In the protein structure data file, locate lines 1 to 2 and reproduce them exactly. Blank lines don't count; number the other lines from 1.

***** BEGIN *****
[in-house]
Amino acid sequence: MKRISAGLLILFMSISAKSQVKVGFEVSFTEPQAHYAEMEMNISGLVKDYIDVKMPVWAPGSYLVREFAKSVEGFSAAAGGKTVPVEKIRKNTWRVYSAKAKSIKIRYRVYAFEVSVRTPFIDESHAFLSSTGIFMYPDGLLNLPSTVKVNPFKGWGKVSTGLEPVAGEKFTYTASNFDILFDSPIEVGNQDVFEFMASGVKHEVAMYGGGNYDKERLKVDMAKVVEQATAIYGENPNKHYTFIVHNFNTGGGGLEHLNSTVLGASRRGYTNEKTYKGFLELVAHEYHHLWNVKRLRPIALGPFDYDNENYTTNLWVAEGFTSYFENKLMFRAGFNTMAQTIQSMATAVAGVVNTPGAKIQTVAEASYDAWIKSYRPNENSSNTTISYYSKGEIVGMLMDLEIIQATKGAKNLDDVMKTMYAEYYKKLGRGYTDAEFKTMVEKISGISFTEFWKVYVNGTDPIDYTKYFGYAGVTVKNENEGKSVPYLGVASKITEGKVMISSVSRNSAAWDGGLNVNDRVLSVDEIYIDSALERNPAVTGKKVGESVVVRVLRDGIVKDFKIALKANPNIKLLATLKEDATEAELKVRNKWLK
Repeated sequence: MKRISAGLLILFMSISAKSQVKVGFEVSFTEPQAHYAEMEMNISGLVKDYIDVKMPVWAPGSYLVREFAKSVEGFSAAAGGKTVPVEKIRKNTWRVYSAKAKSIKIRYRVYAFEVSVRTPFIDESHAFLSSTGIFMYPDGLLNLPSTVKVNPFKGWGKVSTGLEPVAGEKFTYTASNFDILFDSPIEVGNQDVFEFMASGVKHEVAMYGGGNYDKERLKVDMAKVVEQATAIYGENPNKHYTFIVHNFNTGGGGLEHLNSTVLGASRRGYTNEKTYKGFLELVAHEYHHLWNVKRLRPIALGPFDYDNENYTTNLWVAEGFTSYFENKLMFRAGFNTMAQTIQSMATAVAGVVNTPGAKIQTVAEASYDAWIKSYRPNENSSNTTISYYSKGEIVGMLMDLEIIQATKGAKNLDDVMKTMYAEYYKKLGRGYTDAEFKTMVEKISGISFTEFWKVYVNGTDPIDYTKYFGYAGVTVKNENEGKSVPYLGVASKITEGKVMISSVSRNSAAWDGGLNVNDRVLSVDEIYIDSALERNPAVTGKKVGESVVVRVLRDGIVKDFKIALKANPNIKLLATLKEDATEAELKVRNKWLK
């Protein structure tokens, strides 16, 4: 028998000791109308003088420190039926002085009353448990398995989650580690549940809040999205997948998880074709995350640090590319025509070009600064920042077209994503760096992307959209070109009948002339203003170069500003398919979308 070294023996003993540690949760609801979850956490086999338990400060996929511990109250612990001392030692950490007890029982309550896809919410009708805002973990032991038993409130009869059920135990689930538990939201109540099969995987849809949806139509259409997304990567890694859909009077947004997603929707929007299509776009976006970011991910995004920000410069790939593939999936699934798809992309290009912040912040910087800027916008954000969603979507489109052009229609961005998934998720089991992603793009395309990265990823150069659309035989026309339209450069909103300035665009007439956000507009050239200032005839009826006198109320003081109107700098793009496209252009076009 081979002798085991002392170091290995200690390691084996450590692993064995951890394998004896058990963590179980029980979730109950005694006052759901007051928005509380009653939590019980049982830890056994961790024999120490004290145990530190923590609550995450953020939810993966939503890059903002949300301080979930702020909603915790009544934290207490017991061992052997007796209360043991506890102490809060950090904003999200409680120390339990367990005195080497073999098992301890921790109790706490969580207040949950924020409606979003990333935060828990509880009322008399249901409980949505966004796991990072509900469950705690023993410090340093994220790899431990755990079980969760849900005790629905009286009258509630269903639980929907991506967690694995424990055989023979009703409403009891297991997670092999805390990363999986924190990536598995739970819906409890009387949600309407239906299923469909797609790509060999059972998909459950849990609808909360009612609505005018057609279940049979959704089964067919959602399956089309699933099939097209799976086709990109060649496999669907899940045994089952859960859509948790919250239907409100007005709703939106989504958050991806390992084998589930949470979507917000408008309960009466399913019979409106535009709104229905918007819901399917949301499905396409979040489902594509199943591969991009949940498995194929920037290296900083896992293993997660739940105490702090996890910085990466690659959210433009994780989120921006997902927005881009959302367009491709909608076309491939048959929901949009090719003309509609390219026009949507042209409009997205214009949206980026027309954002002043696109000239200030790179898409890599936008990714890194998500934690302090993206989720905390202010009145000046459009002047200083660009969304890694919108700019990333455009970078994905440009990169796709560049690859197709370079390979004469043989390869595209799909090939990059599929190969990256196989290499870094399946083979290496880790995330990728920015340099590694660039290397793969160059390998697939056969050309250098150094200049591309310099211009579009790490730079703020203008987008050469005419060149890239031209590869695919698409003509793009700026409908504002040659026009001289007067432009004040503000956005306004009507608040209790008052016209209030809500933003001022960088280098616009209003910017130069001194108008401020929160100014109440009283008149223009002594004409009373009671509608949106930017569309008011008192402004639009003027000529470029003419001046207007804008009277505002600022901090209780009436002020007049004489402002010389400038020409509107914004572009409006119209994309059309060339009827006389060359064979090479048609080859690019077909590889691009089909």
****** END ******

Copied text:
[in-house]
Amino acid sequence: MKRISAGLLILFMSISAKSQVKVGFEVSFTEPQAHYAEMEMNISGLVKDYIDVKMPVWAPGSYLVREFAKSVEGFSAAAGGKTVPVEKIRKNTWRVYSAKAKSIKIRYRVYAFEVSVRTPFIDESHAFLSSTGIFMYPDGLLNLPSTVKVNPFKGWGKVSTGLEPVAGEKFTYTASNFDILFDSPIEVGNQDVFEFMASGVKHEVAMYGGGNYDKERLKVDMAKVVEQATAIYGENPNKHYTFIVHNFNTGGGGLEHLNSTVLGASRRGYTNEKTYKGFLELVAHEYHHLWNVKRLRPIALGPFDYDNENYTTNLWVAEGFTSYFENKLMFRAGFNTMAQTIQSMATAVAGVVNTPGAKIQTVAEASYDAWIKSYRPNENSSNTTISYYSKGEIVGMLMDLEIIQATKGAKNLDDVMKTMYAEYYKKLGRGYTDAEFKTMVEKISGISFTEFWKVYVNGTDPIDYTKYFGYAGVTVKNENEGKSVPYLGVASKITEGKVMISSVSRNSAAWDGGLNVNDRVLSVDEIYIDSALERNPAVTGKKVGESVVVRVLRDGIVKDFKIALKANPNIKLLATLKEDATEAELKVRNKWLK